Recollections and Sketches of Notable Lawyers...Iowa - 1915 - F

1915 Index

Recollections and Sketches of Notable Lawyers and Public Men of Early Iowa
by Edward H. Stiles. Des Moines: Homestead Publishing Co., 1915.


Unless noted, biographies submitted by Dick Barton.

DANIEL O. FINCH was among the first lawyers of Des Moines. He came to Iowa and to the Iowa Bar in 1851, settling at Cedar Rapids. He came from Monroe, Wisconsin, where he had gone in 1847 from the State of New York, after graduating from the Poughkeepsie Law School. While at Cedar Rapids he was a partner of George Green, afterward one of the Judges of the Supreme Court. In 1853 Mr. Finch removed to Des Moines. It was then a place of two hundred and fifty inhabitants. Here he was when I came to the State and here he remained until his fame as a lawyer, and his eloquence as an orator had extended to all parts of the State. I met him in the early years of my professional career. He was one of the most magnetic and charming of men, having all the elements of good fellowship, combined with the accomplishments of a scholarly gentleman. Though heroic when occasion demanded, he was as free from every tinge of malice as any public man within my knowledge. His heart was as warm as his nature was open. He was generous to a fault, and cared nothing for money, save for what it would buy. He was true as steel to his friends; enemies, he had none. He was well built, gracefully formed and prepossessing in appearance. He had very dark, luxuriant hair, regular features, a rather florid complexion, while his face was lighted with full, dark and luminous eyes. His outward appearance and demeanor naturally drew people to him, and his innate qualities served ot make them lasting friends.

For many years he was a brilliant leader of the Democratic Party, and its most conspicuous and attractive orator with perhaps one exception in the person of Benjamin F. Samuels, of Dubuque. He was not only an eloquent, fascinating orator and advocate, but a lawyer of great ability. He had a living from the start, and a lucrative practice for a long period, but he was without the trait of accumulation, too generous to save, and died poor. His last days and those of his beloved wife were spent in California, where they were comforted and ministered to by his children, some of whom had become residents of that State, and whither Daniel was induced to turn his footsteps as the evening drew near, and where he died, at San Francisco, in 1906, in the seventy- seventh year of his age. He was born in Unadilla, Otsego County, New York. Both of his parents were natives of Connecticut whence they had emigrated to New York. He was educated at the Delaware Institute, at Franklin, New York, and at the Oxford Academy of Chelango County in that State. In the fall of 1847, immediately after leaving the law school, he located in Wisconsin, as before stated. Upon his coming to Des Moines from Cedar Rapids in 1853, he entered into a legal partnership with Judge Curtis Bates, then one of the leading lawyers of that part of Iowa. During the period of this partnership, Mr. Finch was the editor of the Iowa Star, started by Barlow Granger, and which was the first newspaper of Des Moines. In 1855 Judge Bates retired from the firm and was succeeded by Marcellius M. Crocker. This firm continued for some time, and the names of Finch & Crocker are frequently found in the Iowa Reports of that period.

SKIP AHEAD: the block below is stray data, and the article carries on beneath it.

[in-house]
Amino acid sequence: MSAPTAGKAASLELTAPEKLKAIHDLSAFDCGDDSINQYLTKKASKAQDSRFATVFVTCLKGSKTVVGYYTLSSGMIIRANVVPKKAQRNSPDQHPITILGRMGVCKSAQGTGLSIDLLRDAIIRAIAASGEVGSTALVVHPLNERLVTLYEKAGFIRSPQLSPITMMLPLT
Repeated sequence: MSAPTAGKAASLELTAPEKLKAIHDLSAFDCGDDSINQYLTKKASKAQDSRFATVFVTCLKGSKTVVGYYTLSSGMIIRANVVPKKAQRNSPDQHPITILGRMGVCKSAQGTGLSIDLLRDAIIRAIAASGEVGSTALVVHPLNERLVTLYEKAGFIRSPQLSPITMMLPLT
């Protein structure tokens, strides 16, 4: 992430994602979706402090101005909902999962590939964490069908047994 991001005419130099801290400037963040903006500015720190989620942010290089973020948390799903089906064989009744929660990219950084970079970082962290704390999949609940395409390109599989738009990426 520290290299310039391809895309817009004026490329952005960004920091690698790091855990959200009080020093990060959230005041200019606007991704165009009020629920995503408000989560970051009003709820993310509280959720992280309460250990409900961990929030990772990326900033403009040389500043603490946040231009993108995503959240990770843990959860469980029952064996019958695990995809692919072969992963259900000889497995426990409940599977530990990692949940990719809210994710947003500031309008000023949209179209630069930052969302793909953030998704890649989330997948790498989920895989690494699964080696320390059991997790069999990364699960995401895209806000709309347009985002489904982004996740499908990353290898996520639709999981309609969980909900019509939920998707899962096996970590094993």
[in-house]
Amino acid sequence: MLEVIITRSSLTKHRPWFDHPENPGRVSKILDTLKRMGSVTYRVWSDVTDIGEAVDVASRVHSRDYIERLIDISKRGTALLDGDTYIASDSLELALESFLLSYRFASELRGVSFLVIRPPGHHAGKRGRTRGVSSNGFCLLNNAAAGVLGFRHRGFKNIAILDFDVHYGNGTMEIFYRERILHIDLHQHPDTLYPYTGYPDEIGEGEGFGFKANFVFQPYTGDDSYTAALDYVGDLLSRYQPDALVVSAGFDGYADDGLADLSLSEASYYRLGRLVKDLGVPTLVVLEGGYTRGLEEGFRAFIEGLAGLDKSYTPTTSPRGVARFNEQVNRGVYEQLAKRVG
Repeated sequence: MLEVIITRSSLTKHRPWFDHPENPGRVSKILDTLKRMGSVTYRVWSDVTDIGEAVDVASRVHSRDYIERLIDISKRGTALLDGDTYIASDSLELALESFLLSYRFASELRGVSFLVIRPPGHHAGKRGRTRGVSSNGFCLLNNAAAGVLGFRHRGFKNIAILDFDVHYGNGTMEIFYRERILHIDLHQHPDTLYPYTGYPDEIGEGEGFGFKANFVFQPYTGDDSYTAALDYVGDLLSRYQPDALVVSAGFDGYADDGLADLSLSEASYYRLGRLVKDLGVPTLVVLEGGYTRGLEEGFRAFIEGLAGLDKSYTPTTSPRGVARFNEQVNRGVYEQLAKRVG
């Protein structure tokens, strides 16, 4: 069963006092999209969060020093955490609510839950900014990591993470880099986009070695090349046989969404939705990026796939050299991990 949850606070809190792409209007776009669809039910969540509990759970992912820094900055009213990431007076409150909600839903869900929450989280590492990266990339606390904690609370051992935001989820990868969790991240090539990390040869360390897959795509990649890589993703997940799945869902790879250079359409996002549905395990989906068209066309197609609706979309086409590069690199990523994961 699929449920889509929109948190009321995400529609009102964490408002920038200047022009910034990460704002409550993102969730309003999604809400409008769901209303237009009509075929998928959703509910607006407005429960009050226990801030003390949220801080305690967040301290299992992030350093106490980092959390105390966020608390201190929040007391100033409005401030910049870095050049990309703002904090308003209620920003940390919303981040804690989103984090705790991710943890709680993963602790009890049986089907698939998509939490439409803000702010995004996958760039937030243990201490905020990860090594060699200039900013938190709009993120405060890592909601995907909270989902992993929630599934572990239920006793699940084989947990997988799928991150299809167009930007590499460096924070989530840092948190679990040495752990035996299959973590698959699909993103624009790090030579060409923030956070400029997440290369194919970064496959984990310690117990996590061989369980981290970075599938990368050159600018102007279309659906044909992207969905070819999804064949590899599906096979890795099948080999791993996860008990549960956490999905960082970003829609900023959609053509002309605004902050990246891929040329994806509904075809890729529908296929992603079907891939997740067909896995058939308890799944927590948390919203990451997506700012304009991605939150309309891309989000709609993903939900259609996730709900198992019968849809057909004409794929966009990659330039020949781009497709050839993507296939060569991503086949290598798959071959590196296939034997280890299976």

In 1856 he was one of the presidential electors, and as such canvassed a good portion of the State, which prominently brought him before the people as a political orator of a high order. He cast his electoral vote for James Buchanan. In 1860 he was a delegate to the National Democratic Convention, which nominated Stephen A. Douglas for the presidency. In 1854 he had been a candidate for District Judge, and in 1857 for State Senator. In 1862 he was the Democratic candidate for Congress in his district. It was strongly Republican, but he was defeated by only a small majority. In 1864 he was a delegate to the National Democratic Convention, which resulted in the nomination of Gen. George B. McClellan. In 1868 he was again a delegate to the Democratic National Convention, which nominated Horatius Seymour. In 1876 he was again a delegate to the Democratic National Convention and was made Chairman of the Iowa delegation. In 1877 he was President of the Democratic State Convention. In 1885 he was appointed by President Cleveland, United States District Attorney for the southern district of Iowa and served in that capacity with marked ability until 1889. He enjoyed a high degree of personal, as well as political popularity throughout his entire career. He was an uncompromising Democratic to the end of his days, but, as will be seen from one of his letters, he voted for Palmer and Buckner and the Gold Standard in the presidential campaign which resulted in the election of William McKinley for President.